Yesterday, as the Department of Commerce opened its investigation on the US solar company trade complaint against China for "dumping" solar panels in the US at prices that are killing domestic solar manufacturers, a new solar industry group formed to fight the trade complaint.
The complaint was filed by the Coalition for American Solar Manufacturing (CASM), led by SolarWorld, the largest US manufacturer, and consists of a handful of anonymous solar companies.
The new trade group, Coalition for Affordable Solar Energy (CASE), consists of 25 companies on the other side of the industry – buyers and installers – that are benefiting from low prices on solar systems.
CASE argues that duties on Chinese solar panels would raise prices and thus slow US adoption of solar energy and restrain the domestic industry.
A PV Magazine poll shows that 76% of the industry opposes the manufacturers’ petition.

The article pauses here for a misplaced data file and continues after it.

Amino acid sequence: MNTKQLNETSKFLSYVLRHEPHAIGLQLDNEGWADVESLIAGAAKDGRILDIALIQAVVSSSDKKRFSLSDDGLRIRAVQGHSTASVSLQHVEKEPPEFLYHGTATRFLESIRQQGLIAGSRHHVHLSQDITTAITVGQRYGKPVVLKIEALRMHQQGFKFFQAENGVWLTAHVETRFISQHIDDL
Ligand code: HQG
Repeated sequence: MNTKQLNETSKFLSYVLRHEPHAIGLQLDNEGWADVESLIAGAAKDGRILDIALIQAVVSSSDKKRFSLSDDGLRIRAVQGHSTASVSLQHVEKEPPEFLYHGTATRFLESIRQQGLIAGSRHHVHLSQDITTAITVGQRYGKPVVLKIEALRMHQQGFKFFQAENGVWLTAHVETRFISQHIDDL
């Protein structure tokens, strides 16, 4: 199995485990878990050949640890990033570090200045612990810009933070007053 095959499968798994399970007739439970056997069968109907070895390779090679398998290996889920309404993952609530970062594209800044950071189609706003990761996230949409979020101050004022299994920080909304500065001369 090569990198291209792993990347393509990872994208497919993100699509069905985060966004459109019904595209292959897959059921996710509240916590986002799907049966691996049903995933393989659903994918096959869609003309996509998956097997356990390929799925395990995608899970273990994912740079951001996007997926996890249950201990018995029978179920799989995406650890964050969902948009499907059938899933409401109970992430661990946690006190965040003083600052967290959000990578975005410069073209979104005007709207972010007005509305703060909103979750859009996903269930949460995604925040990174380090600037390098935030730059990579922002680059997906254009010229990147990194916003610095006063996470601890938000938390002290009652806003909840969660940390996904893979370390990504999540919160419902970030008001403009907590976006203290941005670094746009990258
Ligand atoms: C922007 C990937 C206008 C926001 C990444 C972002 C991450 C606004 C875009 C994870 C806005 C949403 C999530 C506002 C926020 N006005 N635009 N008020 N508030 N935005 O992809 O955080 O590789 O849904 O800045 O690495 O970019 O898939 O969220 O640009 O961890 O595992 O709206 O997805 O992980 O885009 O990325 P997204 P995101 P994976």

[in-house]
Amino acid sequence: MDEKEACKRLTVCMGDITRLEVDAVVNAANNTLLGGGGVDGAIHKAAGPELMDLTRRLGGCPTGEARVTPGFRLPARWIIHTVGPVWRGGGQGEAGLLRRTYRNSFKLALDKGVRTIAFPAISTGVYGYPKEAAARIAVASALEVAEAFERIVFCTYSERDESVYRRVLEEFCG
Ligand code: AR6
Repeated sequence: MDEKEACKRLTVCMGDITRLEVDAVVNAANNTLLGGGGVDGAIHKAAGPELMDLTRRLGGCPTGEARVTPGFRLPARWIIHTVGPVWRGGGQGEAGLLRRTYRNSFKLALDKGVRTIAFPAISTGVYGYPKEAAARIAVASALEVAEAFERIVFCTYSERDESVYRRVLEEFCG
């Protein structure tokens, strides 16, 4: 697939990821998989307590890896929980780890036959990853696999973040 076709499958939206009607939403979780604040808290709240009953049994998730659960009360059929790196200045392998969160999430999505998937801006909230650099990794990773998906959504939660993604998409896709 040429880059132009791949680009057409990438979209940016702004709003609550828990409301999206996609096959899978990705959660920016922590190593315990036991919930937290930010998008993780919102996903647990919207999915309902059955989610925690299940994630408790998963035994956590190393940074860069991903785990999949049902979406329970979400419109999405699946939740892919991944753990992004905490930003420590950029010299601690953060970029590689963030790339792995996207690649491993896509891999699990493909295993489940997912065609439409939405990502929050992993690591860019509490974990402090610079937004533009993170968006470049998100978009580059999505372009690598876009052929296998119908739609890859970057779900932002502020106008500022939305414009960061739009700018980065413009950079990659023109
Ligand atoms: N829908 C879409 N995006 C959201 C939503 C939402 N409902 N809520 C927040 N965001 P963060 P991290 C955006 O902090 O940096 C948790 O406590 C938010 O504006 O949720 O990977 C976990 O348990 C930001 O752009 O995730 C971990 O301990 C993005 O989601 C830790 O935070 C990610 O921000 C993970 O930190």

So, for the first time, the solar industry is divided and pitted against itself.
US solar installations had a banner year in 2010 and will again in 2011, but it comes at the expense of US solar manufacturers, CASM says. Chinese solar manufacturers raised their share of the US market from almost zero five years ago to 50%-plus now.
As of August, there are 100,237 solar jobs across all 50 states in over 5000 companies.
The manufacturing group wants tariffs of over 100% on imports of Chinese solar panels, which have pushed prices down to $1-$1.20 per watt from $3.30 in 2008.
Under the law, the Commerce Department must issue a preliminary decision on the antidumping claim no later than mid-March and on the antisubsidy claim by mid-May.
The government-controlled Chinese Renewable Energy Industries Association says, "They attempt to shift the responsibility of U.S. clean energy development failure, especially President Obama’s personal responsibility, to Chinese solar cell companies."
Instead of duking it out, the US and China should work together to reduce solar costs, Li Junfeng, president of the Chinese Renewable Energy Industries Association told the NY Times. He also denied that solar companies received extravagant subsidies saying that individual firms received no more than $10 million and that was mostly in 2005 and 2006.